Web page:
Can we expect to see formidably equipped police officers breaking into illegal waste sites and shouting “right, you’re nicked” just as some dubiously acquired scrap metal is loaded?
A joint unit of the waste industry, Environment Agency (EA) and police to combat the worst waste crimes was the most eye-catching call from a report of the independent review of waste crime in England, ordered by environment secretary Michael Gove.
The review was set up by Gove in June, led by Defra non-executive director Lizzie Noel, to seek ways to cut the £600m waste crime bill when ministers became concerned that rather than just being the preserve of dodgy blokes in unmarked lorries, waste is now prey to organised crime.
Gove said at the time that the review’s recommendations will be considered in the Government’s forthcoming resources and waste strategy.
Among the conclusions were that compulsory electronic tracking of waste could help clamp down on illegal movements, that there should be financial penalties for producers if their waste was deposited illegally and, overall, criminals should have “greater cause to fear the consequences of their actions”.
It gave the ‘crimebuster’ team the un-snappy name Joint Unit on Waste Crime (JUWC) comprising the EA, police officers, police and crime commissioners, and industry representatives. The EA would also gain access to all relevant police databases and there would be a national database of registered brokers.
JUWC would be a command and control centre to direct and co-ordinate a multi-agency response in the most serious cases, along the lines of the National Wildlife Crime Unit. It would produce strategic threat assessments, and integrate intelligence systems with other relevant agencies.
But the review concluded that Treasury rules stood in the way of the EA raising and spending money to deal with waste crime and its consequences. That could see a tussle between Defra and the Treasury, as the latter seldom likes to loosen its control over funds.
The review suggested the EA could broaden its fee income by calculating the cost of ensuring compliance across the sector, including enforcement action against illegal sites, and increase the costs of permits so these covered enforcement as well as regulatory costs.
It also proposed a voluntary levy on the industry. This might not appeal to companies, but the review argued that legitimate businesses would have an incentive to contribute as the principal beneficiaries of better policing.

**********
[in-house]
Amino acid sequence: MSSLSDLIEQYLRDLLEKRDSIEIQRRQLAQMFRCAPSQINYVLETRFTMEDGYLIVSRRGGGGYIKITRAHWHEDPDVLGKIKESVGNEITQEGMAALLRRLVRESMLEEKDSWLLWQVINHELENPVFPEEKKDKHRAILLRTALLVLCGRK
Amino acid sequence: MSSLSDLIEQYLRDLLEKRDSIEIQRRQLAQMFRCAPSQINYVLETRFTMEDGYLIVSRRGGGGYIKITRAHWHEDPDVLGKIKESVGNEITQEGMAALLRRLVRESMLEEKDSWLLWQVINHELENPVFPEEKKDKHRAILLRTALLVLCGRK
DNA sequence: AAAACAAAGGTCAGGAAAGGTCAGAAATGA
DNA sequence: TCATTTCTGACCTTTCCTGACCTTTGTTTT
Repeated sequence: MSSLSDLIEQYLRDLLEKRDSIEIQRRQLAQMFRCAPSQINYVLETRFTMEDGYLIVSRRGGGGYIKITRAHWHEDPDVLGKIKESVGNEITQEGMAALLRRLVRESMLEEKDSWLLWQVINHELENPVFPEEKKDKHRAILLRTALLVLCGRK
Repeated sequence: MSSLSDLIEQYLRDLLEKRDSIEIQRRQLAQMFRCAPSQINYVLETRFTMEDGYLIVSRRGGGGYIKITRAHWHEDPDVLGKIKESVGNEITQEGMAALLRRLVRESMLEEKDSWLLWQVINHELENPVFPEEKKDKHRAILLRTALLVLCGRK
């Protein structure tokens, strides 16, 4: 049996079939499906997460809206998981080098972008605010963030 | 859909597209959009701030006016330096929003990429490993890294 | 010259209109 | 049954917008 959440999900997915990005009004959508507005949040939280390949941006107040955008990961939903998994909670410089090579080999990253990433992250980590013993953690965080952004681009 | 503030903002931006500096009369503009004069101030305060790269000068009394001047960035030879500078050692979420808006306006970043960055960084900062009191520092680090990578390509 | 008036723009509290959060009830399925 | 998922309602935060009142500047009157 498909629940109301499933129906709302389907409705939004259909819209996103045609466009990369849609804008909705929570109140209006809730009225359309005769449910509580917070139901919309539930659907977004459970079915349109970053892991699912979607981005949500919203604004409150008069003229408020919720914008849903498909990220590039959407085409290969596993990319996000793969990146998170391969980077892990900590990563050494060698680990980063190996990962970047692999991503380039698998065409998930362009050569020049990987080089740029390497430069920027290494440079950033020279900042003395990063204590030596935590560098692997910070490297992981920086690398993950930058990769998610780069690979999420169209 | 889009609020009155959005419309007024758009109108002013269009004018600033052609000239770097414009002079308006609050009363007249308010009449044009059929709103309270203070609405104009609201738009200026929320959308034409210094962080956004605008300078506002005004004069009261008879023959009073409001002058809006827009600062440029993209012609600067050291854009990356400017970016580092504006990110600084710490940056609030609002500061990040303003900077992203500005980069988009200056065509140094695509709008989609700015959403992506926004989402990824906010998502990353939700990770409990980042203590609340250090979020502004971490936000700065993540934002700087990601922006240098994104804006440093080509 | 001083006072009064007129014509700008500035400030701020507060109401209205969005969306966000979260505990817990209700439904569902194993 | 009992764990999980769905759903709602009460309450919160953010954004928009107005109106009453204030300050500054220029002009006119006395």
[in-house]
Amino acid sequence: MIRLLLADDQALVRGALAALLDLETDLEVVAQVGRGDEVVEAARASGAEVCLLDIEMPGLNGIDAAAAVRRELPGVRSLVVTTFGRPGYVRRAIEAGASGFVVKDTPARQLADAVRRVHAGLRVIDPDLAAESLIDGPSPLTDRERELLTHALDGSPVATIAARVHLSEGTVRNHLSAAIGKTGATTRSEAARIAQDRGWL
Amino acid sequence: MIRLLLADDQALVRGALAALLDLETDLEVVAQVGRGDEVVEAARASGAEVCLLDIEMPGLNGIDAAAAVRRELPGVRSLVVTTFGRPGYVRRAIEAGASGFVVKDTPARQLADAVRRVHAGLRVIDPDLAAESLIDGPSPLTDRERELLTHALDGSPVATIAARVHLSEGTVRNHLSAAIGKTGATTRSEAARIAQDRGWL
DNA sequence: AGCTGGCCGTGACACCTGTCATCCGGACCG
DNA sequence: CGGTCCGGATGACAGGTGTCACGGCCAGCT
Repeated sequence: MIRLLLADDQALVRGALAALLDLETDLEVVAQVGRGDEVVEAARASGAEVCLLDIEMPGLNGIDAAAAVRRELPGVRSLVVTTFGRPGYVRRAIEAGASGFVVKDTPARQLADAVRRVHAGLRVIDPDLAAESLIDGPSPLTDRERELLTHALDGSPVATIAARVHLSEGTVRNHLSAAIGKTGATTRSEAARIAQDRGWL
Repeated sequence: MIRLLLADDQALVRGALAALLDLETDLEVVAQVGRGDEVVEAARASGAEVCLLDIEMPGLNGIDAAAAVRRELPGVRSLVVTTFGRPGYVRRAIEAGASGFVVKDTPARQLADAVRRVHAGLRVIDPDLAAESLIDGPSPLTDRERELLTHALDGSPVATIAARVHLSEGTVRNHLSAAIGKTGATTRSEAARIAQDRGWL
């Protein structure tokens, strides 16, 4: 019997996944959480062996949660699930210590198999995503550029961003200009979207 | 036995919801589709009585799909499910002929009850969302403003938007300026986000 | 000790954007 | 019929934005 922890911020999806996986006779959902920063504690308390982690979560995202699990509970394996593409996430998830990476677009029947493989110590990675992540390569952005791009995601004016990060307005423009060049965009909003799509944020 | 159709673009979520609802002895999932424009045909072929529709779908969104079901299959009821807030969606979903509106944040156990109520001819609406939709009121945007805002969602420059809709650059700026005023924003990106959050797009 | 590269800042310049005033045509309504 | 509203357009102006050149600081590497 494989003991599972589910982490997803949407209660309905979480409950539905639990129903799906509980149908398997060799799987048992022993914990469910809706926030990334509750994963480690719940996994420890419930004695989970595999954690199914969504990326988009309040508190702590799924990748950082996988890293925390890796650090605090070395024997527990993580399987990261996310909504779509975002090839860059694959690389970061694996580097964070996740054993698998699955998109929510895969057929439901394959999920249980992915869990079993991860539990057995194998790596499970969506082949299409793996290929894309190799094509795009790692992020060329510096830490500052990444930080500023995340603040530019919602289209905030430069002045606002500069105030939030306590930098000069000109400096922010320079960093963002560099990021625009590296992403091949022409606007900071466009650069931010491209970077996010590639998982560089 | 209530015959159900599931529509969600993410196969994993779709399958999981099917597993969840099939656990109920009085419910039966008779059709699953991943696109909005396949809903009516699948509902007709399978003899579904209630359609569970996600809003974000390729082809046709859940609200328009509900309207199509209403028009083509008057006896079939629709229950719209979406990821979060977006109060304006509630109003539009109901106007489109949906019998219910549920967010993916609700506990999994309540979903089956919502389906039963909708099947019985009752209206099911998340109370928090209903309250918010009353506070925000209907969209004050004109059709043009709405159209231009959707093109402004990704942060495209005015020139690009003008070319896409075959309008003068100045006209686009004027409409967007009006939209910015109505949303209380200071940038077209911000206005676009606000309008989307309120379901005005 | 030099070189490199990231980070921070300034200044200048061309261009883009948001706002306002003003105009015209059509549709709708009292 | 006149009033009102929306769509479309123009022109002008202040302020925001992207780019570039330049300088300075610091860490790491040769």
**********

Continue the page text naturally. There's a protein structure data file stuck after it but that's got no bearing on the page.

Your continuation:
Gove appeared determined to act. He said: “The threat to society from waste crime is real. Criminals are running illegal waste sites as a cover for theft, human trafficking, drug running and money laundering. It is costing our economy millions of pounds each year, and blighting our communities.”
The Chartered Institution of Wastes Management (CIWM) and Environmental Services Association (ESA) endorsed the review wholeheartedly.
CIWM head of policy and communications Pat Jennings said: “These recommendations respond to repeated calls from the CIWM in recent years for adequate resourcing of the regulators, a more multi-disciplinary approach to maximise intelligence sharing, and a stronger regulatory regime for waste carriers, brokers and dealers and duty of care.”
Colin Church, who sat on the review group when he was CIWM chief executive, added: “This is a major milestone in the fight against the escalating problem of waste crime.”
Sam Corp, ESA head of regulation, said: “Particularly helpful are the recommendations to tighten up duty of care regulation and the carriers, brokers, dealers regime, and which appear to reflect policy proposals that the ESA and others recently submitted to the Government.”
But not everyone is happy. The British Metals Recycling Association said the review had not considered the metals sector. A spokesperson told MRW: “The review does make reference to metal in the context of registrations being refused or revoked by the EA if the applicant has committed an offence related to metal under specific legislation; unfortunately, it does not reference the Scrap Metal Dealers Act 2013.
“With cash payments for scrap metal going unchecked across the country, it is concerning that these potentially high-value transactions have not drawn more attention from a money laundering aspect alone.”
Review recommendations have a habit of being watered down in Whitehall. But, having spoken out strongly, Gove may wish to be seen to ‘do something’ about waste crime.
- Creation of a Joint Unit for Waste Crime led by the EA with the police, police and crime commissioners, HM Revenue & Customs and waste industry representatives
- A national database of registered waste brokers
- EA given more powers to pursue and disrupt organised crime
- Mandatory electronic tracking of waste
- EA to have full access to relevant police databases
- Reform of registration and duty of care requirements for carriers, brokers and dealers
- Waste producers should be held accountable for the end destination of their waste products
- Reform of funding for the regulation and policing of the waste sector